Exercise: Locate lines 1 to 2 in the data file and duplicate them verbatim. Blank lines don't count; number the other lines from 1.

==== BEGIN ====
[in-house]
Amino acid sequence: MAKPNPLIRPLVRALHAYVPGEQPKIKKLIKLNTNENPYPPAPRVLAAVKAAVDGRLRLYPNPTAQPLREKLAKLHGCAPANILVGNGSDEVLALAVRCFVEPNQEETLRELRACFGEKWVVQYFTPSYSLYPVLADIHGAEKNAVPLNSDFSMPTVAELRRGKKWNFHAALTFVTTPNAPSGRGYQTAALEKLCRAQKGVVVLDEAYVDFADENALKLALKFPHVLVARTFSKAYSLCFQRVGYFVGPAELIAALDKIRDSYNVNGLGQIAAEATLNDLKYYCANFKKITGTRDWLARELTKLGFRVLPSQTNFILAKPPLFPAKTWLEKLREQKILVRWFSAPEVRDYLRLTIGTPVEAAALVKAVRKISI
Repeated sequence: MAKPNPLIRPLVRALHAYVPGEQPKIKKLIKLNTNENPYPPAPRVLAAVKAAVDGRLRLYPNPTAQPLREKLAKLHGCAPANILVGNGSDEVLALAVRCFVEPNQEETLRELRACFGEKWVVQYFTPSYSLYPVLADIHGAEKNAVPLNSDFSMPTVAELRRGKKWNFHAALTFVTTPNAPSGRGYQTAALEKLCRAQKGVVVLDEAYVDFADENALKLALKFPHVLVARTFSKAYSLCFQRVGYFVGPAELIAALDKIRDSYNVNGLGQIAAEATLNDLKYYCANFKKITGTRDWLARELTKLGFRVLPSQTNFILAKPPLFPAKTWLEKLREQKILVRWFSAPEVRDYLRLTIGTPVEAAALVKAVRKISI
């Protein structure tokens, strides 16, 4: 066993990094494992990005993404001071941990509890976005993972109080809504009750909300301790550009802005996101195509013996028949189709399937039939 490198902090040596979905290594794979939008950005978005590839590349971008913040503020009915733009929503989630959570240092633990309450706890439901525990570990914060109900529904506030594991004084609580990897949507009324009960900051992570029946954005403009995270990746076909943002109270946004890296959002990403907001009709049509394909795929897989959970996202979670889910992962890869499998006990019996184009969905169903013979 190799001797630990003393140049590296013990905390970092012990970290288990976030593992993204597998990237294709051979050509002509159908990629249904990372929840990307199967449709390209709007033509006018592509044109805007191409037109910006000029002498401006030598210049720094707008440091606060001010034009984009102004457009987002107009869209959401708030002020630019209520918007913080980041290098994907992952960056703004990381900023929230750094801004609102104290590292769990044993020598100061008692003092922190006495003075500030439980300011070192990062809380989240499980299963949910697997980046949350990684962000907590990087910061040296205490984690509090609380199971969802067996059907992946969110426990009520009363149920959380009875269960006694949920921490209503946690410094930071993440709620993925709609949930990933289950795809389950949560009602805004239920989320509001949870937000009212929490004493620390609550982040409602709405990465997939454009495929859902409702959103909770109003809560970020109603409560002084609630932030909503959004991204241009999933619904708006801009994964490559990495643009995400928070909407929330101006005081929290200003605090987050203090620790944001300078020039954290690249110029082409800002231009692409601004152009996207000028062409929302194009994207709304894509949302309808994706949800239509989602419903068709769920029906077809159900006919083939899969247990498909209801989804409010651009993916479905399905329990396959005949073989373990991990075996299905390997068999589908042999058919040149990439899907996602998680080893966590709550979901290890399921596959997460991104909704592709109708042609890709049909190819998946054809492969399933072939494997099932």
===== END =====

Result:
[in-house]
Amino acid sequence: MAKPNPLIRPLVRALHAYVPGEQPKIKKLIKLNTNENPYPPAPRVLAAVKAAVDGRLRLYPNPTAQPLREKLAKLHGCAPANILVGNGSDEVLALAVRCFVEPNQEETLRELRACFGEKWVVQYFTPSYSLYPVLADIHGAEKNAVPLNSDFSMPTVAELRRGKKWNFHAALTFVTTPNAPSGRGYQTAALEKLCRAQKGVVVLDEAYVDFADENALKLALKFPHVLVARTFSKAYSLCFQRVGYFVGPAELIAALDKIRDSYNVNGLGQIAAEATLNDLKYYCANFKKITGTRDWLARELTKLGFRVLPSQTNFILAKPPLFPAKTWLEKLREQKILVRWFSAPEVRDYLRLTIGTPVEAAALVKAVRKISI